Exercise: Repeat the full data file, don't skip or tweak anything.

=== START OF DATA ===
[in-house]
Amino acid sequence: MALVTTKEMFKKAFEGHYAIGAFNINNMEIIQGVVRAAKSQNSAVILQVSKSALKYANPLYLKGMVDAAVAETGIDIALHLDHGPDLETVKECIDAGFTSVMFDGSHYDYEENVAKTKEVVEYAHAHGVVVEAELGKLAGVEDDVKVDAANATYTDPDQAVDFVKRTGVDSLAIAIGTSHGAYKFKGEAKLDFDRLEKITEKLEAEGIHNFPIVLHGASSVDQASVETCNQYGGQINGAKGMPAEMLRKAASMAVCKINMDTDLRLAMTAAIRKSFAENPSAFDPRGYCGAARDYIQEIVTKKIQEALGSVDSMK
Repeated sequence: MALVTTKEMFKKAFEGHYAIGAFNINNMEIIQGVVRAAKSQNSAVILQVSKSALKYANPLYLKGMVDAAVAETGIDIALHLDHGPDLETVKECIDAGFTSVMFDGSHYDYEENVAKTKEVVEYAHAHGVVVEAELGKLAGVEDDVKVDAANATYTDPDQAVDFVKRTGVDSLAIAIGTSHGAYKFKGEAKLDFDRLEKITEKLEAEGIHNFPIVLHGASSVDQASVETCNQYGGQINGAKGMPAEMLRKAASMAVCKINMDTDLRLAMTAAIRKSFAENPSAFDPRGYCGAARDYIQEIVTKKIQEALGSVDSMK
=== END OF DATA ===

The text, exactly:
[in-house]
Amino acid sequence: MALVTTKEMFKKAFEGHYAIGAFNINNMEIIQGVVRAAKSQNSAVILQVSKSALKYANPLYLKGMVDAAVAETGIDIALHLDHGPDLETVKECIDAGFTSVMFDGSHYDYEENVAKTKEVVEYAHAHGVVVEAELGKLAGVEDDVKVDAANATYTDPDQAVDFVKRTGVDSLAIAIGTSHGAYKFKGEAKLDFDRLEKITEKLEAEGIHNFPIVLHGASSVDQASVETCNQYGGQINGAKGMPAEMLRKAASMAVCKINMDTDLRLAMTAAIRKSFAENPSAFDPRGYCGAARDYIQEIVTKKIQEALGSVDSMK
Repeated sequence: MALVTTKEMFKKAFEGHYAIGAFNINNMEIIQGVVRAAKSQNSAVILQVSKSALKYANPLYLKGMVDAAVAETGIDIALHLDHGPDLETVKECIDAGFTSVMFDGSHYDYEENVAKTKEVVEYAHAHGVVVEAELGKLAGVEDDVKVDAANATYTDPDQAVDFVKRTGVDSLAIAIGTSHGAYKFKGEAKLDFDRLEKITEKLEAEGIHNFPIVLHGASSVDQASVETCNQYGGQINGAKGMPAEMLRKAASMAVCKINMDTDLRLAMTAAIRKSFAENPSAFDPRGYCGAARDYIQEIVTKKIQEALGSVDSMK